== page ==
A new successful case came out recently after the decision by the First-tier Tribunal.
The case concerned a family couple, where a Brazilian national married an EEA national. The appellant entered the UK, with the EEA national, on the basis of her Brazilian marriage certificate. Subsequently, the wife applied for a residence card as a family member of the EEA national and were refused by the Home Office.
Sterling Law appealed the decision of the Home Office, who considered their marriage to be one of convenience and, therefore, refused the residence card and ordered the appellant’s removal from the UK.
The refusal was based on the fact that the marriage certificate was not sufficient proof of the existence of a genuine marriage, or relationship.
The couple were expected to provide evidence of financial ties and cohabitation throughout their relationship. Further issues arose on the day when the Home Office team visited the couple’s property, which the appellant shared with her husband and parents-in-law.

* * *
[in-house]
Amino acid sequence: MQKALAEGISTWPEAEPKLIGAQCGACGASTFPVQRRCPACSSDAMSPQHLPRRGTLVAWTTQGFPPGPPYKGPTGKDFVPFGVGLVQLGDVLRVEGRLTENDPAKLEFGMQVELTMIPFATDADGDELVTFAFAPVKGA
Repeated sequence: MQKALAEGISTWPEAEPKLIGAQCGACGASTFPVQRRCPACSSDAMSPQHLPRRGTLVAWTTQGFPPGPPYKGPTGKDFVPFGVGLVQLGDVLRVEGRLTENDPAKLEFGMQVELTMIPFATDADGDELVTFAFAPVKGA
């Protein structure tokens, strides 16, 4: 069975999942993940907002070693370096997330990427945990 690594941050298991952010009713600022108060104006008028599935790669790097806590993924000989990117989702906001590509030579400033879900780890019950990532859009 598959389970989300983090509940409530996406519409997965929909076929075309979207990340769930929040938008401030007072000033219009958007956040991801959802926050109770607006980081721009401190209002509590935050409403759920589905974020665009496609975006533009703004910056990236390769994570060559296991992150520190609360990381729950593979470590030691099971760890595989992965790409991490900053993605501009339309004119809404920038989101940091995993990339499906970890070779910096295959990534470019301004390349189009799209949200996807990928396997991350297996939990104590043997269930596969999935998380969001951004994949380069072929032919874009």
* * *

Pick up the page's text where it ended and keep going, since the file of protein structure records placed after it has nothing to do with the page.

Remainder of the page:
Immigration lawyer, Nollienne Alparaque acted on behalf of the client and clarified that when the Home Office team visited the appellant’s property, there was miscommunication between the officers and the appellant’s friend, who spoke very little English, and could not properly confirm the name of the appellant’s spouse. Moreover, there was no any evidence reporting the visit by the Home Office team.
As to the alleged lack of financial ties, it has been argued that the appellant could not open a bank account, because the Home Office had her passport. The couple had demonstrated active communication through Facebook, phone calls and messages before they got married in Brazil.
To conclude, the decision of the Home Office to refuse the residence card was found not to be in accordance with the EEA Regulations 2016, and the appellant was entitled to the residence card as an EEA family member.
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